This is when October half term falls in England - and if it's safe to book a trip away

Monday, 3rd August 2020, 2:09 pm
Updated Monday, 3rd August 2020, 2:09 pm
Many parents are reconsidering holiday plans for this year's October half term holiday. (Photo: Shutterstock)

With spikes in coronavirus cases causing renewed travel restrictions in Europe, families are wondering whether to shift their holiday plans. 

After the summer holidays come to an end, the next break for schools will come in October. 

Here are the dates for the October half term, and advice on whether to book a break away. 

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When is the October half term? 

Generally in England, October half term will fall somewhere between Monday 26 October and Friday 30 October. 

However this may vary depending on where in the country you’re located, and what school your child attends.

You can check the exact dates for October half term by inputting your postcode in the government’s school holidays tool. (include link)

Will it be safe to go on holiday in October? 

While many are hoping that coronavirus cases will continue to decline, the trajectory of the virus is very difficult to predict, and this makes planning tricky.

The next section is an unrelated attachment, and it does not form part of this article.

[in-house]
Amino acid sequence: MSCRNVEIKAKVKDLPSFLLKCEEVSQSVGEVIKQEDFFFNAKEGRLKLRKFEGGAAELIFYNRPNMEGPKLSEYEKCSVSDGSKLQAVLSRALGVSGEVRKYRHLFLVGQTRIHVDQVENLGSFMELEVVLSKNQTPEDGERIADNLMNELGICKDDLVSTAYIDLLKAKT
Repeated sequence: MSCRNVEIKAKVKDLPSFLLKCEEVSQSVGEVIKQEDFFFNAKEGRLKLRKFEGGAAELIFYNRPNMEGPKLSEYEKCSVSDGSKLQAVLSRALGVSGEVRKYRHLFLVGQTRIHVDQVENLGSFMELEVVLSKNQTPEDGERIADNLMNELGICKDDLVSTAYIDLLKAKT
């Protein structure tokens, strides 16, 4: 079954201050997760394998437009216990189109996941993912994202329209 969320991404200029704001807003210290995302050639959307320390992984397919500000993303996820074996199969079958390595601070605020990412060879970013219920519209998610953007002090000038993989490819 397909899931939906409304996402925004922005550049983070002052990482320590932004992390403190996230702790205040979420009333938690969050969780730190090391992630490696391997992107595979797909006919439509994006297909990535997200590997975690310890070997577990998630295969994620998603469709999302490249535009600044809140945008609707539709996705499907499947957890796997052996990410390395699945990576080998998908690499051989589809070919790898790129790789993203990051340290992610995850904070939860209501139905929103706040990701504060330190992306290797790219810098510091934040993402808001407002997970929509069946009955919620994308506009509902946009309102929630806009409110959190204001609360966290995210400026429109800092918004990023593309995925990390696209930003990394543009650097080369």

If you do decide to book a break for October half term, make sure to check the terms and conditions of flights and hotels very carefully to ensure that they have a fair cancellation and/or refund policy. 

It’s advisable to take out comprehensive insurance for your holiday in case the need for cancellation arises. 

What are my rights in case of cancellation? 

Generally, if the travel company or airline you have booked with has cancelled, you are entitled to a full refund, although during the coronavirus pandemic this hasn’t always been straightforward. 

You are also entitled to a refund even if the travel company you have booked with collapses - as has been the case with some in the past couple of months.

You can attempt to get money back from your card firm if you booked with a debit or credit card, if you’re having difficulty getting the money back from a travel company.

The situation is slightly more complicated if your holiday or travel provider hasn’t cancelled, but restrictions on movement are in place.

In some cases, such as if the Foreign Office is advising against travel to the country you’re due to visit, you may be able to claim money back on insurance - if your policy covers coronavirus.

However, if your provider doesn’t cancel, but you are simply worried about your safety, getting money back can be slightly tricky. 

You should check the details of your booking carefully, and research your rights in case of cancellation.